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. Last Updated: 07/27/2016

Listyev Killing Linked to TV Shakeup

As Russia reeled Thursday from shock at the murder of popular television journalist Vladislav Listyev, most theories on his killing focused on changes the new director of Russia's state-run television planned, especially in control of lucrative advertising revenue.

Listyev, a television presenter whose popular shows and documentaries had made him a household name across the country, was killed by an unknown assailant in front of his apartment Wednesday night. It was exactly one month before he had been scheduled to become head of Russian Public Television, a completely new structure that was scheduled to replace the state-financed, state-run Ostankino.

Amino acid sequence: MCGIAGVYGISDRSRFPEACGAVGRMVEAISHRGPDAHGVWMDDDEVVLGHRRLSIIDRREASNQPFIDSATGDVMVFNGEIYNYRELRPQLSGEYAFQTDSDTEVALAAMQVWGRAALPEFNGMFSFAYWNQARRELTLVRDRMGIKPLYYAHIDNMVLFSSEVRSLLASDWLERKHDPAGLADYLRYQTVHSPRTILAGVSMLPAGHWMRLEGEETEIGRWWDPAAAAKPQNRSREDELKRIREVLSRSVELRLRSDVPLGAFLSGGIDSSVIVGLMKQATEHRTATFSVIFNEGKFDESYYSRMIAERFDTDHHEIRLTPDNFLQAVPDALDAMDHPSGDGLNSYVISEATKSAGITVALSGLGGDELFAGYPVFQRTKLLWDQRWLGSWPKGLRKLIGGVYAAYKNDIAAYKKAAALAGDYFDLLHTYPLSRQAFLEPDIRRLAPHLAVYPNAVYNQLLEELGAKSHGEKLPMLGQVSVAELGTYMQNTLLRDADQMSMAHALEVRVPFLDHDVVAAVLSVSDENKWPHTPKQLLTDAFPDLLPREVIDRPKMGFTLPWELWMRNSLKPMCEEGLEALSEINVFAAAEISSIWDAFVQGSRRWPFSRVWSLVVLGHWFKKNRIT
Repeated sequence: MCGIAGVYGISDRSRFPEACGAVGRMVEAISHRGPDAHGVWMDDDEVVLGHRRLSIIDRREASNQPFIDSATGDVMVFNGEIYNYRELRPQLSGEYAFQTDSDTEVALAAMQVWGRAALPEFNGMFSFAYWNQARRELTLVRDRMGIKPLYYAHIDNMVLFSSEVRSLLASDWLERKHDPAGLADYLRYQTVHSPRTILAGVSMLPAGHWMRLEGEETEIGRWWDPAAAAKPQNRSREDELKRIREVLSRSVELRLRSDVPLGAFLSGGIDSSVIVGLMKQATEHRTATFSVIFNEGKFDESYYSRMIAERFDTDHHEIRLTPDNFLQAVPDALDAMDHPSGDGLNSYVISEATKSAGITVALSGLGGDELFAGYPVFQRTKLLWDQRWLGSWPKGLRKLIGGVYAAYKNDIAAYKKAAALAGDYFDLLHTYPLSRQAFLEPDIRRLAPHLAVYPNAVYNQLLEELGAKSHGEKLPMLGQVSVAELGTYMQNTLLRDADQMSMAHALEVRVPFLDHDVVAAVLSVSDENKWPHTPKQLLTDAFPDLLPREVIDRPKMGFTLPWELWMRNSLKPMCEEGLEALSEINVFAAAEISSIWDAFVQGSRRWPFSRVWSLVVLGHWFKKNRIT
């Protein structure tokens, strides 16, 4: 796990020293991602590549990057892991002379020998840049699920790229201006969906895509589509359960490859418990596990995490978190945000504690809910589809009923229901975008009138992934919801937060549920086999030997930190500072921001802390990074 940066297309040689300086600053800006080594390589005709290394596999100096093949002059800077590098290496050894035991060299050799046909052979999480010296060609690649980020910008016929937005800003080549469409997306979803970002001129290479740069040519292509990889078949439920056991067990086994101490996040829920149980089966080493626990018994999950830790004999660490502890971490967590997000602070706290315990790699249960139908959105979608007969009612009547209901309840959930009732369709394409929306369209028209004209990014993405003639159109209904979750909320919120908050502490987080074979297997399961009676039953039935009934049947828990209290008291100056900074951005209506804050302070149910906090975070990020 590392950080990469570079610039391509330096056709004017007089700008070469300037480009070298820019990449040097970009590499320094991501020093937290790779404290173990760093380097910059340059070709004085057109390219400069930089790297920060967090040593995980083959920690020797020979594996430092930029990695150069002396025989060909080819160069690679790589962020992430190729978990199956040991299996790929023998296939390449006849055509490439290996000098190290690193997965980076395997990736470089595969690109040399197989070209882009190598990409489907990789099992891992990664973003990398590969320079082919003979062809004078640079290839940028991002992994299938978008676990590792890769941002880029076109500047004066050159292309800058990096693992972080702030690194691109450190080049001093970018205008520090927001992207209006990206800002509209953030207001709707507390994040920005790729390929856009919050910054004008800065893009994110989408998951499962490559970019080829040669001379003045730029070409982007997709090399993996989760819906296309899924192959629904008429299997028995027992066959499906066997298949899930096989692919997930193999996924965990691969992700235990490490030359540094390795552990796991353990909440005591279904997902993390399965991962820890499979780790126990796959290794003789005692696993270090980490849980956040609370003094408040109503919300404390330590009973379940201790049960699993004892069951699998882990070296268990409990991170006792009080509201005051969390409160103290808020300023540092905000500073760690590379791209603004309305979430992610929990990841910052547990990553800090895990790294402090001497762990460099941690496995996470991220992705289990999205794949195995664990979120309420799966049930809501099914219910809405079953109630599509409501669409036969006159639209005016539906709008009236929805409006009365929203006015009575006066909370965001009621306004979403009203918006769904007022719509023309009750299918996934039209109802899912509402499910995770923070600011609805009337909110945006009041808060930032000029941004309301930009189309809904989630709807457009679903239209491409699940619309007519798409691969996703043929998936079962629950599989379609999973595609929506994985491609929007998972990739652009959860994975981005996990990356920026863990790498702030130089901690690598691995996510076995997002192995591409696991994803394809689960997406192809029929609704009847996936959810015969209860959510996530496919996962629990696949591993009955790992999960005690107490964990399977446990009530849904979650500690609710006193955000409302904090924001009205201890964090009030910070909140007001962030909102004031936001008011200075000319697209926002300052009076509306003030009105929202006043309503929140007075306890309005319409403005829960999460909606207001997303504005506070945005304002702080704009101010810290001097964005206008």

The changeover involved a complete reorganization of Ostankino, and Listyev's plans -- most details of which he kept to himself -- appeared to allow for the possible loss of millions of dollars in television advertising revenues, which was allegedly being skimmed off through corruption.

"Listyev's murder was a challenge, a threat, to anyone who wanted to change things at Ostankino, to those who wanted to make things better," said Igor Podzigun, director of the advertising and commercial department at Ostankino Television.

"We blocked someone's path," said Alexander Yakovlev, the current chairman of Ostankino television.

There are no suspects, but a spokesman for the Interior Ministry, Alexei Petrenko, said Thursday that it was a professional assassination.

"No one doubts that it was a contract killing," he said.

Television journalist Yevgeny Kiselyov, presenter of Independent Television's "Itogi" news program, said Thursday night that police had put together a composite photograph of the killer, based on accounts from six eyewitnesses, Interfax reported.

There was no immediate word from the Kremlin on any potential successor to Listyev.